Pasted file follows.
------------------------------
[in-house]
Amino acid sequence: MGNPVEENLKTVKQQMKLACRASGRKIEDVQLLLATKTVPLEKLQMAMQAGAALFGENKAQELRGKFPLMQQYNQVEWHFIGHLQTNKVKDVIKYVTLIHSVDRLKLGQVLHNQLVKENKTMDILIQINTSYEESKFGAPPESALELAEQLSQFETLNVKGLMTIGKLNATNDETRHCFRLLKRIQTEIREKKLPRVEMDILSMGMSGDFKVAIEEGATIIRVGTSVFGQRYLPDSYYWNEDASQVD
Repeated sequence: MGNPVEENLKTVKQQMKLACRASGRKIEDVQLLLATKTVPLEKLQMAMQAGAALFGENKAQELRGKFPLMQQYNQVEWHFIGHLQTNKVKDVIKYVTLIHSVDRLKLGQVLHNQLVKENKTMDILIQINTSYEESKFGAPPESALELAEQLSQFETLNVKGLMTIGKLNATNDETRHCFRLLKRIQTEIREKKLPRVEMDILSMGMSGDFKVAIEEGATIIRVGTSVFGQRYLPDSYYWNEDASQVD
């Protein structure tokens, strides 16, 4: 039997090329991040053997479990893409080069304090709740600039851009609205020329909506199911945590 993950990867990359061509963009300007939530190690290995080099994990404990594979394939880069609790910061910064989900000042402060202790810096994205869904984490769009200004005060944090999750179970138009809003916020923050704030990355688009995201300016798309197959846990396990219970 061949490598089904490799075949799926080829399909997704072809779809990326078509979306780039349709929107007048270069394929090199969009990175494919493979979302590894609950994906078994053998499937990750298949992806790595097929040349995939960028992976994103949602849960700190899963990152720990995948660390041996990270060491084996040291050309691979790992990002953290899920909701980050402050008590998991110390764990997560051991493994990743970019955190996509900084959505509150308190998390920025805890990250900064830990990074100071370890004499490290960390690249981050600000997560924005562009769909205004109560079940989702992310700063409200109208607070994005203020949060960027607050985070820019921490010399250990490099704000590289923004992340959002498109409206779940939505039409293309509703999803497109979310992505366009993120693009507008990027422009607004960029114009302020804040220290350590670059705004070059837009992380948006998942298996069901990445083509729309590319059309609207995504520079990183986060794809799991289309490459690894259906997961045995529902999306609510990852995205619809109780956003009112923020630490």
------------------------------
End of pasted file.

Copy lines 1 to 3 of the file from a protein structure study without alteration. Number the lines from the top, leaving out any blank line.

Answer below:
[in-house]
Amino acid sequence: MGNPVEENLKTVKQQMKLACRASGRKIEDVQLLLATKTVPLEKLQMAMQAGAALFGENKAQELRGKFPLMQQYNQVEWHFIGHLQTNKVKDVIKYVTLIHSVDRLKLGQVLHNQLVKENKTMDILIQINTSYEESKFGAPPESALELAEQLSQFETLNVKGLMTIGKLNATNDETRHCFRLLKRIQTEIREKKLPRVEMDILSMGMSGDFKVAIEEGATIIRVGTSVFGQRYLPDSYYWNEDASQVD
Repeated sequence: MGNPVEENLKTVKQQMKLACRASGRKIEDVQLLLATKTVPLEKLQMAMQAGAALFGENKAQELRGKFPLMQQYNQVEWHFIGHLQTNKVKDVIKYVTLIHSVDRLKLGQVLHNQLVKENKTMDILIQINTSYEESKFGAPPESALELAEQLSQFETLNVKGLMTIGKLNATNDETRHCFRLLKRIQTEIREKKLPRVEMDILSMGMSGDFKVAIEEGATIIRVGTSVFGQRYLPDSYYWNEDASQVD